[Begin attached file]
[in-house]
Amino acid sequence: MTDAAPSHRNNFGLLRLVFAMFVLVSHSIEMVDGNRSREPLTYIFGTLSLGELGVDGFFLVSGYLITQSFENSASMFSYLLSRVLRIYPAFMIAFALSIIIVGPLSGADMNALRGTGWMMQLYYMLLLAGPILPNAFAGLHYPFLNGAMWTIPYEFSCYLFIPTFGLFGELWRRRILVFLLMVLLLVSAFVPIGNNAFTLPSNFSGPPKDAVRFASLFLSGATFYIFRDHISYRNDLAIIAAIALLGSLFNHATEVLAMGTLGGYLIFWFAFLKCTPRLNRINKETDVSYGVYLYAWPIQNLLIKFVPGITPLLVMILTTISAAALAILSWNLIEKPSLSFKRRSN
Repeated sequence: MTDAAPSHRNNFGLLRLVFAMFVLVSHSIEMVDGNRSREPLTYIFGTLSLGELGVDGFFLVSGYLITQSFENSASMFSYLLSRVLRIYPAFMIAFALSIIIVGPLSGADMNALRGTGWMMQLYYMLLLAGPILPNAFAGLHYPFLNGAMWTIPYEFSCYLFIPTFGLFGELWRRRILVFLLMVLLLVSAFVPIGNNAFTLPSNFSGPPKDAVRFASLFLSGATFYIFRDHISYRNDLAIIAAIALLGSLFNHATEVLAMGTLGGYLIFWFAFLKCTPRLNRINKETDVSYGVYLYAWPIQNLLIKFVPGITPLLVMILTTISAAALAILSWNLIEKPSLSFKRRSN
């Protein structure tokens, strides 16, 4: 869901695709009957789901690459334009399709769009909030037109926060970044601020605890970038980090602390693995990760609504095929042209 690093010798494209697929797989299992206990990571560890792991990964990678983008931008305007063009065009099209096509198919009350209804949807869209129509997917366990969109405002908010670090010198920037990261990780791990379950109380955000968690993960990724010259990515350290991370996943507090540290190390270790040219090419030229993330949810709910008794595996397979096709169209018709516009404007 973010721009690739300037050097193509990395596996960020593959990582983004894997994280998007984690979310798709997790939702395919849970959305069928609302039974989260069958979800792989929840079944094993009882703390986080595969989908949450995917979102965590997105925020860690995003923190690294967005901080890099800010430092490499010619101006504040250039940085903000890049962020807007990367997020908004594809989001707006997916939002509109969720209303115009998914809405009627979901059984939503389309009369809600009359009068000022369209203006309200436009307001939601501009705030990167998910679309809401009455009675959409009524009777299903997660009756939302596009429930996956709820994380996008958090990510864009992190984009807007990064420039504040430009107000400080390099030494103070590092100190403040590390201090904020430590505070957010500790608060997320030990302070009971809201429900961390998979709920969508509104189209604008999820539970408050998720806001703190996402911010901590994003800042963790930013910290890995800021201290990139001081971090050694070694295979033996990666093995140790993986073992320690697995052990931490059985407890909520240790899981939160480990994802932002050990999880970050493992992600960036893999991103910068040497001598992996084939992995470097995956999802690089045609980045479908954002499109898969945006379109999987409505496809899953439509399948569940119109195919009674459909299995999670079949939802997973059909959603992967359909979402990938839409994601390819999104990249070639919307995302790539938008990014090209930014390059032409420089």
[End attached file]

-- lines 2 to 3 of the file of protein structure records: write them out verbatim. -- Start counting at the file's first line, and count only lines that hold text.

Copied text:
Amino acid sequence: MTDAAPSHRNNFGLLRLVFAMFVLVSHSIEMVDGNRSREPLTYIFGTLSLGELGVDGFFLVSGYLITQSFENSASMFSYLLSRVLRIYPAFMIAFALSIIIVGPLSGADMNALRGTGWMMQLYYMLLLAGPILPNAFAGLHYPFLNGAMWTIPYEFSCYLFIPTFGLFGELWRRRILVFLLMVLLLVSAFVPIGNNAFTLPSNFSGPPKDAVRFASLFLSGATFYIFRDHISYRNDLAIIAAIALLGSLFNHATEVLAMGTLGGYLIFWFAFLKCTPRLNRINKETDVSYGVYLYAWPIQNLLIKFVPGITPLLVMILTTISAAALAILSWNLIEKPSLSFKRRSN
Repeated sequence: MTDAAPSHRNNFGLLRLVFAMFVLVSHSIEMVDGNRSREPLTYIFGTLSLGELGVDGFFLVSGYLITQSFENSASMFSYLLSRVLRIYPAFMIAFALSIIIVGPLSGADMNALRGTGWMMQLYYMLLLAGPILPNAFAGLHYPFLNGAMWTIPYEFSCYLFIPTFGLFGELWRRRILVFLLMVLLLVSAFVPIGNNAFTLPSNFSGPPKDAVRFASLFLSGATFYIFRDHISYRNDLAIIAAIALLGSLFNHATEVLAMGTLGGYLIFWFAFLKCTPRLNRINKETDVSYGVYLYAWPIQNLLIKFVPGITPLLVMILTTISAAALAILSWNLIEKPSLSFKRRSN